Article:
I want to be happy for Justin Verlander. If I’m being honest, my first reaction to the news that he won MVP was “They chose a pitcher!!!” with much joy behind it. So I will say that, generally speaking, I’m very happy for him. He did an amazing job this season and he earned the unanimous voting for the Cy Young Award and obviously that translated to folks thinking he deserved the MVP as well. I can’t argue with that. By the rules, pitchers are eligible for the award and voters like Jim Ingraham are being petty and not following the rules by choosing to not vote for a pitcher for MVP. (Frankly, I think every time a writer admits s/he didn’t choose a pitcher because s/he doesn’t think they should be allowed to be MVP, that writer should get his or her voting privileges revoked.)
But here’s the thing: I’m an unabashed Red Sox homer and I will fully admit that I was really pinning my hopes on Jacoby Ellsbury winning the MVP this year. I don’t live in some fantasy world where Jacoby coming home with the MVP Award would erase the ugliness surrounding the team right now. I just think the kid deserved it. (That isn’t to say Verlander doesn’t deserve it but, hey, I don’t have a vote and I wanted it more for Ellsbury.)
Also, as a Red Sox homer, Verlander winning just brings back the reminders of Pedro Martinez not winning it in 1999…after a season in which he most assuredly deserved it at least as much as Verlander did this year. There aren’t many grudges I hold onto for very long. I try to let most of them go. But Pedro not winning the MVP in 1999 is one of those things that gnaws at me every year when they announce the MVP. (Other grudges I choose to keep include Alex Rodriguez and his slap move, Chuck Knoblauch’s phantom tag – Tim Tschida doesn’t ever want to meet me, I promise you – hating John Smoltz for absolutely sucking while with the Red Sox and that little bastard Jeffrey Maier.)
Jacoby doesn’t have to hang his head for coming in second. This season he was named the American League Comeback Player of the Year, he won the American League Gold Glove Award and a Silver Slugger as well. He’ll do just fine. But this is one award that I selfishly really wanted for him, so I might have to sit and pout about it for a little while.
After all my complaining about people complaining about the team in Spring Training I have to fess up and admit that watching last night’s game was painful. I’m not proud. The game drove me crazy. Good God, it’s already started, hasn’t it?
It’s going to be a fun year.
Speaking of pain, send good thoughts to Corey Patterson who left the game after being hit by a Daniel Bard 95 mph fastball. It was a frightening moment during the game punctuated by the obvious remorse Bard showed while Patterson was being attended to. I can’t remember seeing a pitcher applaud someone he just hit as they walk off the field. Bard did that last night (he also spoke to Patterson after the game).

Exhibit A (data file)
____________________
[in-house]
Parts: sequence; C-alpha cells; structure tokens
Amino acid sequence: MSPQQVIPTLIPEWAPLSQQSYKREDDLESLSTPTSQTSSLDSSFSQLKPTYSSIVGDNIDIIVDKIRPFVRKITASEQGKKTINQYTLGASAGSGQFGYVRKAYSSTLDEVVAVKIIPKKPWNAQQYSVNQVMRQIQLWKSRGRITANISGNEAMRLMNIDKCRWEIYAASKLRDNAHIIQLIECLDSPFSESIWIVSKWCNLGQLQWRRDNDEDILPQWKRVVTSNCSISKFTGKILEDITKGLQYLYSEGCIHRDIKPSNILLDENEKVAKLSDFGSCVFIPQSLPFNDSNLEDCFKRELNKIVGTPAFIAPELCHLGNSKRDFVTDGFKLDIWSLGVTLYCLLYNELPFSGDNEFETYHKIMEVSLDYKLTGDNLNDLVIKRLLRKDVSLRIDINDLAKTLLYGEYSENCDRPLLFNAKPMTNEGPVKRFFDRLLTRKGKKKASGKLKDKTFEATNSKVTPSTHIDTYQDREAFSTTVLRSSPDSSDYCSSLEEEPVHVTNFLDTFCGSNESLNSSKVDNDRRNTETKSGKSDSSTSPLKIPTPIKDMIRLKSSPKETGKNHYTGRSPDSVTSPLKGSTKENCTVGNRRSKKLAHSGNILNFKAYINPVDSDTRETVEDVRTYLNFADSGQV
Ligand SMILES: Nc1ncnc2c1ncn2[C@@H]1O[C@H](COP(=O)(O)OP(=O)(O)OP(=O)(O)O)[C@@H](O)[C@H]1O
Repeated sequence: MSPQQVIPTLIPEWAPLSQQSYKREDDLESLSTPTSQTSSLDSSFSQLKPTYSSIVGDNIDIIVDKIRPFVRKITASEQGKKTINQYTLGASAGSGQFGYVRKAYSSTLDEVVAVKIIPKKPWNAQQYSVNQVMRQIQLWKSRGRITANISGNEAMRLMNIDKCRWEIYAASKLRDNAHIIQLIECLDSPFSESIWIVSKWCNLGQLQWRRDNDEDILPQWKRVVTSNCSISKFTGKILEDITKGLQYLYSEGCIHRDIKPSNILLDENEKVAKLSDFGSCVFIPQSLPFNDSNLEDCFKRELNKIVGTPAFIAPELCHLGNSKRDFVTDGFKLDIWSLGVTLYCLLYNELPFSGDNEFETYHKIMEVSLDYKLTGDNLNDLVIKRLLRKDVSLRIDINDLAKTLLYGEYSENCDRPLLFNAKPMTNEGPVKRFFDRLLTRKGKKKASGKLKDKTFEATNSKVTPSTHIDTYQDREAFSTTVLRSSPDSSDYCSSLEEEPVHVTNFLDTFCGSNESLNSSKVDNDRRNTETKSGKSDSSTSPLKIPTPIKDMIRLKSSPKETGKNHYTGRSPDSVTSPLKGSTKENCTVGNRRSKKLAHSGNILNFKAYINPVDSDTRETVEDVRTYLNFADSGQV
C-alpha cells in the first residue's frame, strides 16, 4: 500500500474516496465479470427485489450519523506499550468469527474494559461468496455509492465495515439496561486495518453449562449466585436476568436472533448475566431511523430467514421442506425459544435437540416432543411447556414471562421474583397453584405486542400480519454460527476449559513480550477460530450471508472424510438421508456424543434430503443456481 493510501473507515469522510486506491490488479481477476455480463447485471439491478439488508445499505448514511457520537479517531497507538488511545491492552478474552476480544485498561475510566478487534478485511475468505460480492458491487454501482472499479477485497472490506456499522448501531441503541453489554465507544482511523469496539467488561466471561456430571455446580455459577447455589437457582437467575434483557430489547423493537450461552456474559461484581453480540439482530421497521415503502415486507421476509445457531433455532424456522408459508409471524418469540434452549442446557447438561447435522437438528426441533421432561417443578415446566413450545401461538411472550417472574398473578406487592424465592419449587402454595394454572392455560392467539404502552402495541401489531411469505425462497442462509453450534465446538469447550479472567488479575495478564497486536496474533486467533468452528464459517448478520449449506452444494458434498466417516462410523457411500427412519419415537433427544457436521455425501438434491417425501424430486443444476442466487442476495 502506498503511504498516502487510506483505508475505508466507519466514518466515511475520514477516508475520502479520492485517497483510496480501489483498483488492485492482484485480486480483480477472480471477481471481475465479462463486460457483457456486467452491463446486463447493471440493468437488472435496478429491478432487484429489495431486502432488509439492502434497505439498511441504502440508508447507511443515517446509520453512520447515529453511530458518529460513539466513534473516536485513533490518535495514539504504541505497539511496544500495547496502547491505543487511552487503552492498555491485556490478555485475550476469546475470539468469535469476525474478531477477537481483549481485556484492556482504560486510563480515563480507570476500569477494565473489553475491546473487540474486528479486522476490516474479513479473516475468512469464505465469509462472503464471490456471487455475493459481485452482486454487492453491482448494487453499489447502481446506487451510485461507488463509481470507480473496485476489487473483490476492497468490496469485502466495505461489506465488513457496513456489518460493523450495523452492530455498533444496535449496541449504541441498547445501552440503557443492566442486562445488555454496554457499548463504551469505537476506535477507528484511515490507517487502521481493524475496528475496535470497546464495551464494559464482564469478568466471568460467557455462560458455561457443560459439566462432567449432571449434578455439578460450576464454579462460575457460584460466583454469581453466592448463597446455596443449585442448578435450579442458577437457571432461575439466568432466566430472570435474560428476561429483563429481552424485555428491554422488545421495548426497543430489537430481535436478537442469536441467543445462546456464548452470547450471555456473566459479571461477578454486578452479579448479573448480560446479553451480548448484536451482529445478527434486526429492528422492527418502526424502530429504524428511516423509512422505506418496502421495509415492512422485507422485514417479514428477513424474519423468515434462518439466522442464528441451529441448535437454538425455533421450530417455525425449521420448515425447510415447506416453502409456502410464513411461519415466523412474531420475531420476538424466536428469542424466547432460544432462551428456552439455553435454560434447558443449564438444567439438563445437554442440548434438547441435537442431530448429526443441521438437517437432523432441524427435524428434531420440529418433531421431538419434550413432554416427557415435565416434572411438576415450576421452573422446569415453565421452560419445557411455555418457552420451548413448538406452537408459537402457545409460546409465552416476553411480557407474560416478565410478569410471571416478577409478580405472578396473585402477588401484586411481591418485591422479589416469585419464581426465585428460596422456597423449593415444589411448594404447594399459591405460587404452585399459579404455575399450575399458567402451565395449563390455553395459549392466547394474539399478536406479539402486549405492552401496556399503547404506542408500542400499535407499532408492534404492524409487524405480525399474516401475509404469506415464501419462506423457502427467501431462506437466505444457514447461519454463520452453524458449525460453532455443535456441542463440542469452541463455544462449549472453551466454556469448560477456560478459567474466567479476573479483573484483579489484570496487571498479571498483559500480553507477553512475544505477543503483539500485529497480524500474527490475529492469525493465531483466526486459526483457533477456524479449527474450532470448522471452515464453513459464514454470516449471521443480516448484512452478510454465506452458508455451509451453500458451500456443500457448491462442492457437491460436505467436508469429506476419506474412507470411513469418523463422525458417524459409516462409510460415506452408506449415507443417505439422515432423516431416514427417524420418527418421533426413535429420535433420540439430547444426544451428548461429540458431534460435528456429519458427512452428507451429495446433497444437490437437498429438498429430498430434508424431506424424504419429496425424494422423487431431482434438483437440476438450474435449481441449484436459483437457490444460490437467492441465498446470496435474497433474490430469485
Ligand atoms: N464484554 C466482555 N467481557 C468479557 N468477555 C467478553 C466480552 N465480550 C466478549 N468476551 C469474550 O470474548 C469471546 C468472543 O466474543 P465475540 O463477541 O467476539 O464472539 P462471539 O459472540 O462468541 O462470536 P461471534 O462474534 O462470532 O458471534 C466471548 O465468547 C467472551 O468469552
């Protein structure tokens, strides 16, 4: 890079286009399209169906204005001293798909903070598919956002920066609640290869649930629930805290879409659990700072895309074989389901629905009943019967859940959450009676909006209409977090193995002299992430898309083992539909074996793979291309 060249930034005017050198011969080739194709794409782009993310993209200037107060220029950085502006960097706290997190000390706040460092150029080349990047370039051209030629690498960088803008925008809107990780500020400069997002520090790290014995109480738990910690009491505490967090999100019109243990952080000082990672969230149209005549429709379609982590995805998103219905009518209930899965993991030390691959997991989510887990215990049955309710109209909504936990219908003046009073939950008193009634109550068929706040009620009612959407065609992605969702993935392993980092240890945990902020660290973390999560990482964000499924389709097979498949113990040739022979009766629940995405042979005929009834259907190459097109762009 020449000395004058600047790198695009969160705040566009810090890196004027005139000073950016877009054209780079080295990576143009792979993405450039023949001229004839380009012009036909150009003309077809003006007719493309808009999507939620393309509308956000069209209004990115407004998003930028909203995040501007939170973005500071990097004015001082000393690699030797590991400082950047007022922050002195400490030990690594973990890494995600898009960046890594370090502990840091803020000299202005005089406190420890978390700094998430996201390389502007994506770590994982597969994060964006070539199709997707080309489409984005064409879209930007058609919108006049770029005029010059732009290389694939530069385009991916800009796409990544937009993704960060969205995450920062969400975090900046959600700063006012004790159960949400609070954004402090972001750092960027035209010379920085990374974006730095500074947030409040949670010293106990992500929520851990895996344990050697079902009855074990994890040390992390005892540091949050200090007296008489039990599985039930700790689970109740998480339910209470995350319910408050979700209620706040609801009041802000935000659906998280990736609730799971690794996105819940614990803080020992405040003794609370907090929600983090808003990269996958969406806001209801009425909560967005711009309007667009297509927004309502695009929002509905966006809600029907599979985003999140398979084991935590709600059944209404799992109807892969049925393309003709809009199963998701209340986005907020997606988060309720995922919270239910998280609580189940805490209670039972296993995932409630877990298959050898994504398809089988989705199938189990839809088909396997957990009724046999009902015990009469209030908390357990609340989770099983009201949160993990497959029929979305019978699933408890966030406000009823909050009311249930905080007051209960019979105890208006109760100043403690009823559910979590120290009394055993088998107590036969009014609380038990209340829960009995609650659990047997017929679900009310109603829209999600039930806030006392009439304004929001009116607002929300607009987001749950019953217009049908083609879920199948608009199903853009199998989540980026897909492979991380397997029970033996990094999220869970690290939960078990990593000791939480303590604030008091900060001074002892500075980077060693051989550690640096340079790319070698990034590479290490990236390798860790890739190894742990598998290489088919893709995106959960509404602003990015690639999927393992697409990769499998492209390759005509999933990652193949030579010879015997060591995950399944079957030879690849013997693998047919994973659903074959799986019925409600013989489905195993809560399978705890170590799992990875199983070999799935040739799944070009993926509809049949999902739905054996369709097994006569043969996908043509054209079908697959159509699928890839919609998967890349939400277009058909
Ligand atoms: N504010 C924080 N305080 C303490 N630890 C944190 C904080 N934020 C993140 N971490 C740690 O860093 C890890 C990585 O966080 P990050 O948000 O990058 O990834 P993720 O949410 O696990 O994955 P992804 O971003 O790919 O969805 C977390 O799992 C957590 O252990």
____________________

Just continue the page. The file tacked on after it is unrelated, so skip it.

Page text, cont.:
In one of the more unique stories of the week, Bronson Arroyo, thought to possibly have been suffering with Valley Fever can rest easy now knowing it’s Mono. Apparently the move to Arizona for the Reds has taken it’s toll on my favorite active right-hander. (A comment on the original ESPN story about the possibility of it being Valley Fever now seems more entertaining than when I originally read it: “some get pneumonia then get better, some are sick for months or years, and some die”. In either case, Bronson could probably use some positive vibes sent his way too!)
Previously, I mentioned Pedro Martinez getting a portrait in the Smithsonian this week. After reading the story about it and how he felt (and seeing this picture of him and his mother next to the portrait) I have a hankering to watch some old Red Sox games pitched by him. It’s interesting to me the kind of emotions Pedro can stir up. At least for me. I’m so proud of him and touched by his reaction to the honor. It also makes me sentimental for the Pedro Martinez days of the Boston Red Sox.
Including the exhibition game against the Houston Astros on the 30th, there are five games left for the Red Sox before the regular season begins. Three of them, including the Houston game, will be shown on NESN and two of those three (the Houston game and tonight’s 7:05 game against the Minnesota Twins) will also be shown on the MLB Network. So there are still plenty of opportunities to get a look at your 2011 Boston Red Sox before the games officially mean anything.